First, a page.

My experience with voter suppression

Dear Editor:
My name is Tequila Burris. I am a student studying Human Services at the MATC downtown campus. The 2018 Midterm election was the first time I got involved in electoral politics. Now that it is over, I wanted to reflect on my experience. It was enlightening and liberating, but not without challenges; challenges that I could only see to be the expression of voter suppression by the college’s administration.
My experience began when an instructor at the campus came in to inform my class that MATC Downtown campus had become an early voting site for the first year ever (the biggest kudos to all parties on making this happen). For years Milwaukee had only one early voting site – the Zeidler building where voters endured long lines and waits that often discouraged people from casting their votes and having their voices heard. On the bigger scheme of things most younger voters do not have full knowledge on why they are voting or the importance of doing so. In being named an early voting site MATC was given a great opportunity to educate its students on the importance of voter participation and to empower them to exercise their right to vote.
The election was just shy of a month away when many of us first heard about it. This was my first red flag. Given the importance of voter participation in elections and the low rates of voter participation among young people, I found it odd that it was the first time the students were hearing about it. I recall asking many questions. One of those questions was about the short notice.
A few weeks later just as early voting was set to begin on campus I noticed a table in the hall on the third floor of the M-building. This table was sponsored by a student organization – the League of Student Voters. The League put together an informed, nonpartisan table on the importance of voting. Days later I returned to the table with a classmate only to find it was gone. I looked from floor to floor in the M-building. It was nowhere to be found. Later, I was informed that the table was taken down by Student Life because the League had not gone through the proper channels to have a table.
This frustrated me because I could not understand why the college administration would use an arbitrary and bureaucratic rule to deny students access to important, non-partisan voting information when it had just become an early voting site. The college should have encouraged and promoted information about early voting and voter ID, not suppress it. They should have invited groups like the League of Women Voters to campus. Instead they did nothing but shut the table down. This is why I say that the administration engaged in voter suppression.
In spite of this, I channeled my inner activism and began informing all the students I came across about early voting, registration rules and voter ID requirements. Each day between classes I passed out sample ballots and printouts with the polling sites location and hours of operation and information to online sites with nonpartisan information on the candidates.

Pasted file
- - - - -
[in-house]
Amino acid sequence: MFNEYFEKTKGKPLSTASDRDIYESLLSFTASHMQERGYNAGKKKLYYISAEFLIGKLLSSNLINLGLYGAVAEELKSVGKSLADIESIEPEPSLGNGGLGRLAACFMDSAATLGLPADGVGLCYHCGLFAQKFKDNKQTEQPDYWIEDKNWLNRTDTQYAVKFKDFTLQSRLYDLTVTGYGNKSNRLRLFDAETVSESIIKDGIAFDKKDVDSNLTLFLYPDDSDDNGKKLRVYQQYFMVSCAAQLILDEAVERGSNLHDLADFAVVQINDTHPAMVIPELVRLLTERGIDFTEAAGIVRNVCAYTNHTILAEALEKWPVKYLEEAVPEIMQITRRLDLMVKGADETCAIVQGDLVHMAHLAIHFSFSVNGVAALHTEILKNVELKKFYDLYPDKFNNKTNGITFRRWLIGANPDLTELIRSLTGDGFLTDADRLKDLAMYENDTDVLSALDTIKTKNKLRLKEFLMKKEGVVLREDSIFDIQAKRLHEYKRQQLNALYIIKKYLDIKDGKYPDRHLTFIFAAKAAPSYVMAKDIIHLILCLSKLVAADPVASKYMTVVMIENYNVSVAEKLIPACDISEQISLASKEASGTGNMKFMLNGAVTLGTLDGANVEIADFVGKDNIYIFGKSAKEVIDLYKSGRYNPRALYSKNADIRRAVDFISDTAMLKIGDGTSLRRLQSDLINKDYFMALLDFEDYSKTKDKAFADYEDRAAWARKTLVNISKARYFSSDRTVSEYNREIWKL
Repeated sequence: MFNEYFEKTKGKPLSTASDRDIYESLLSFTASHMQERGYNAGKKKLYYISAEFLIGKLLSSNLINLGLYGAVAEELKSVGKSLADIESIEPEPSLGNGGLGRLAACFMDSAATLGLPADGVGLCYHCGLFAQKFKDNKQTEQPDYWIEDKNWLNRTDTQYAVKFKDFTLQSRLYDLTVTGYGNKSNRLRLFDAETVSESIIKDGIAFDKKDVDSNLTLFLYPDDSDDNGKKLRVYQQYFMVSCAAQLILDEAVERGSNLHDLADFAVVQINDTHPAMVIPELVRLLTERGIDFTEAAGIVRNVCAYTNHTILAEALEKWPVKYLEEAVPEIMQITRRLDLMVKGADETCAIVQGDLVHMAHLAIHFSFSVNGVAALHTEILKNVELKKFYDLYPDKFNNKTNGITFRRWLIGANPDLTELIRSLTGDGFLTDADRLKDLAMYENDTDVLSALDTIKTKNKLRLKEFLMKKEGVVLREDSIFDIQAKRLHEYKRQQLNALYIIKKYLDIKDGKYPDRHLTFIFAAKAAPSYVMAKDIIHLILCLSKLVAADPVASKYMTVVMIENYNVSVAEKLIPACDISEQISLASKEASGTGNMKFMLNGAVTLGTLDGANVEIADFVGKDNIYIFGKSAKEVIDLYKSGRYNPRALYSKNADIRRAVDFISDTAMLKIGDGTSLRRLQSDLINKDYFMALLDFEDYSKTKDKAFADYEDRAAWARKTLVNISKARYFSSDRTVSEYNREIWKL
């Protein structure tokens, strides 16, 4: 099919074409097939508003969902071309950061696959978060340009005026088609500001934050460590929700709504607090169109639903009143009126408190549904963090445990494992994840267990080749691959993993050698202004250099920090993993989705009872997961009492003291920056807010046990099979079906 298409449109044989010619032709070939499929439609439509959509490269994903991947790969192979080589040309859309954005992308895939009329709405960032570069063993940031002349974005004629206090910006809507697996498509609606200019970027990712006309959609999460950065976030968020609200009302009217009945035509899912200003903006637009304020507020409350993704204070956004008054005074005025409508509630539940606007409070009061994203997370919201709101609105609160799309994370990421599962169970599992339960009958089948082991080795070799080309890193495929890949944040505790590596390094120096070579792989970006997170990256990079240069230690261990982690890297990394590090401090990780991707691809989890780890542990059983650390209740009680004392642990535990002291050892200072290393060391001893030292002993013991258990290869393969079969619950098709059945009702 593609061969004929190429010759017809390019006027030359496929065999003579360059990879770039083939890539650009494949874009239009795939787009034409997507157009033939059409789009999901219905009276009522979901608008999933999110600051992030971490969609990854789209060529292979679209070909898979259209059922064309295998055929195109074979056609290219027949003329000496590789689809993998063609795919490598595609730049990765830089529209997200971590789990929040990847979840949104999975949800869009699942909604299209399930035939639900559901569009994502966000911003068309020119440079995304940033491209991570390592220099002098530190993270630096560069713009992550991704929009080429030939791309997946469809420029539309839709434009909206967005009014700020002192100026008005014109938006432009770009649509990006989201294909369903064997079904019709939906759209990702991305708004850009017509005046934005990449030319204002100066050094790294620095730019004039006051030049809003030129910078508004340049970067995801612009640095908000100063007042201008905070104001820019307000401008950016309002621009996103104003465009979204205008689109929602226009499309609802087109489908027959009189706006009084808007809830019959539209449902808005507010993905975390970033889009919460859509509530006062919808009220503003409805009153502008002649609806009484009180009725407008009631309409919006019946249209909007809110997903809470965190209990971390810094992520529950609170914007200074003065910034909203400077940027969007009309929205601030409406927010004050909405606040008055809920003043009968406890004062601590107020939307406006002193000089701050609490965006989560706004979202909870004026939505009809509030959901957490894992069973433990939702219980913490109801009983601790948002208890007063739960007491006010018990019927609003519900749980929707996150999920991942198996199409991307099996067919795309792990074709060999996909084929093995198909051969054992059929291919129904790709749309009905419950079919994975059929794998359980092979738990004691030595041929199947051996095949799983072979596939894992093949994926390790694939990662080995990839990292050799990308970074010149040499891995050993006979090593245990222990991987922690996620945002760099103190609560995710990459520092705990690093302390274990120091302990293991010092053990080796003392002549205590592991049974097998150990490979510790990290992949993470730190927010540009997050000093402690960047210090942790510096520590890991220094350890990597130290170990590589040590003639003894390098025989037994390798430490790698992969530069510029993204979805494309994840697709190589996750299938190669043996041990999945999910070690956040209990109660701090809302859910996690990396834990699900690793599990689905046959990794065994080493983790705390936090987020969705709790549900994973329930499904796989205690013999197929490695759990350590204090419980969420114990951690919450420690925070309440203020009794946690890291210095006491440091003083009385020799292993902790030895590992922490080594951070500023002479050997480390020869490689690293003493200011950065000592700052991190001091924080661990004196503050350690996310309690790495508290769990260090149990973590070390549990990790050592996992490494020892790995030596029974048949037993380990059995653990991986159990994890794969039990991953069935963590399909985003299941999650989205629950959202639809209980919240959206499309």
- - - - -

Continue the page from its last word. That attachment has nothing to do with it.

I found this really easy to do because I am outgoing and relatable. I actually looked forward to engaging with the students daily. But my efforts were called into question when the Director of the Student Life Mr. Burrows wanted to know if I was part of a student organization and if I was sanctioned to encourage students to vote through a department on campus. I informed the director that I was a current student volunteering my time to spread the word on early voting on campus. I was told that because I was not a part of any of the student organizations that I was not allowed to proceed with my voter education efforts. I assured Mr. Burrows that I had the right both as a citizen and an MATC student to do so. I then asked Director Burrows, what was the campus doing to bring attention to the early polling site? I got no clear response to this question.
The next day after the encounter with the Office of Student Life and on other days I was repeatedly harassed by campus security for distributing my literature. Each time I asked why I was not allowed to promote early voting among my fellow students? I never got a straight answer. So, I continued to exercise my rights.
After the fifth occurrence, I sought out two of the campuses student organizations – student government and Black Student Union (BSU) to ask why neither of the groups were participating in promoting voter awareness. Neither group was shy about saying that they felt that Office of Student Life had tied their hands with arbitrary barriers. I was disappointed and outraged. These are student organizations by the students for the students. And voices, like mine, were being silenced.
The difference was I wasn’t going to stand for it.
I was determined to continue my voter outreach on campus and off. I did so by volunteering with a number of organizations in the community – Milwaukee Area Service and Hospitality organization (MASH), Souls to the Polls and labor unions – doing door to door canvassing or nonpartisan voter education. I was learning, as I taught. Along the way I was interviewed by Channel Four news, did radio interviews, met with Senator Bernie Sanders and Lt. Governor-elect Mandela Barnes. It was an empowering experience despite the MATC administration’s efforts.
My hope is that MATC administration will learn from the experience. MATC should continue to be an early voting site and the MATC administration should actively encourage its students to participate in future elections rather than hindering us.

-Tequila Burris